Lung cancer screening programs do not increase rates of unnecessary surgeries
Lung cancer screening programs that utilize standardized reporting and include cardiothoracic surgeons as part of a multidisciplinary team can successfully be adopted into clinical practice without an increase in surgical intervention for non-cancerous disease, according to an article in the October 2015 issue of The Annals of Thoracic Surgery.
- Lung cancer screening programs can be safely and effectively adopted in clinical practice with low rates of surgical intervention for non-cancerous disease
- Surgical intervention for a non-cancer diagnosis was rare, at 0.24%, which is comparable to the National Lung Screening Trial.
Studies have shown that lung cancer screening with low-dose computed tomography (LDCT) can reduce lung cancer mortality in high-risk patients by 20%. As a result, private insurers and the Centers for Medicare & Medicaid Services agreed to cover LDCT lung cancer screening for select patients, but critics raised concerns that false-positive results could lead to unnecessary treatment.
Bryan L. Walker, BS and Christina Williamson, MD led a research team from Lahey Hospital & Medical Center in Burlington, Mass. that reviewed surgical outcomes in 1,654 patients who underwent LDCT lung cancer screening. The screenings were performed January 2012-June 2014 at the research team's clinic.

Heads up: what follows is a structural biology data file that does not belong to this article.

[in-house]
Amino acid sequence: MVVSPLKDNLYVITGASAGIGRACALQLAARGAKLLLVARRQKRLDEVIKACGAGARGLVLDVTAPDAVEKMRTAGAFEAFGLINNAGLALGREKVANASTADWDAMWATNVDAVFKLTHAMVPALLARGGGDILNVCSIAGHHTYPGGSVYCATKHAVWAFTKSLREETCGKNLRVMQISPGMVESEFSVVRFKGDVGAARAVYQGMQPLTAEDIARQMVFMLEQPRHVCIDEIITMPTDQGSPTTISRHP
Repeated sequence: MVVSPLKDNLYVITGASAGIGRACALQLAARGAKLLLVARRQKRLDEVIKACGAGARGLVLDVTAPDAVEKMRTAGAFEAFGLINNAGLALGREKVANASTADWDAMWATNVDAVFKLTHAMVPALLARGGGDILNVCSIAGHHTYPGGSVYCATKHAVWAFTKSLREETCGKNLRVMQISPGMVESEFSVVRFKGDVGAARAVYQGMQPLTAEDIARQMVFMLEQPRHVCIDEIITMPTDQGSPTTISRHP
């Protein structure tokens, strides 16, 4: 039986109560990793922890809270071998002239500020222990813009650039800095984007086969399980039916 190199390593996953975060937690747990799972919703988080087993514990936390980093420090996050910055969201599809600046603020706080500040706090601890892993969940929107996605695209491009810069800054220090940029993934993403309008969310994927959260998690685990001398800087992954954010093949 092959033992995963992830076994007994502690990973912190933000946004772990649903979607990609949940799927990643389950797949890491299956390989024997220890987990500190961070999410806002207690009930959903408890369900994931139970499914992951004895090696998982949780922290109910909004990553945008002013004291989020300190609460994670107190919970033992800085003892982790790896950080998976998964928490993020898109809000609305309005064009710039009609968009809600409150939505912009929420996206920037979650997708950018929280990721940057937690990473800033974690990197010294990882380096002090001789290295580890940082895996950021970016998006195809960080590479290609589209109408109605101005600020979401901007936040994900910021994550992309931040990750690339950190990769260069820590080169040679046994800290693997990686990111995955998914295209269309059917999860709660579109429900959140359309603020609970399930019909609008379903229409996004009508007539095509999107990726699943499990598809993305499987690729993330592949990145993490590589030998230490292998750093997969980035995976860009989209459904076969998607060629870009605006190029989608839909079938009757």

"Surgical intervention for a non-lung cancer diagnosis was rare—five out of 1,654 patients or 0.30%," said Walker. "That incidence is comparable to the 0.62% rate found in the National Lung Screening Trial that helped secure screening coverage in the US." Only four of the 1,654 patients (0.24%) had surgical intervention for benign disease.
To help characterize the results of patient screenings, the researchers developed a standardized reporting system, called the Lung Imaging Reporting and Data System (LungRADS). If the LungRADS system defined a patient's LDCT screening results as highly suspicious, a multidisciplinary team that included board-certified cardiothoracic surgeons made recommendations about whether the patient should have continued follow-up with LDCT, additional diagnostic testing, or surgical intervention.
Of the 1,654 patients screened, 25 (1.5%) underwent surgery. Twenty patients were diagnosed with lung cancer; 18 (90%) had early stage disease with a high probability of being cured.
The American Cancer Society estimates that more than 221,000 new lung cancer cases will be diagnosed in 2015 in the US, and more than 158,000 people will die from the disease—more than from any other cancer.
"Lung cancer screening saves lives, and our study serves as a model for how to set up a screening program that is safe and effective for patients," said Dr. Williamson. "A screening program should use a standardized reporting system and have input from board-certified cardiothoracic surgeons as part of a multidisciplinary team evaluating CT scan findings. It is only by minimizing the number of operations for benign disease and maintaining a low morbidity and mortality for surgical resection that the full benefit of lung cancer screening can be realized in its widespread adoption in clinical practice."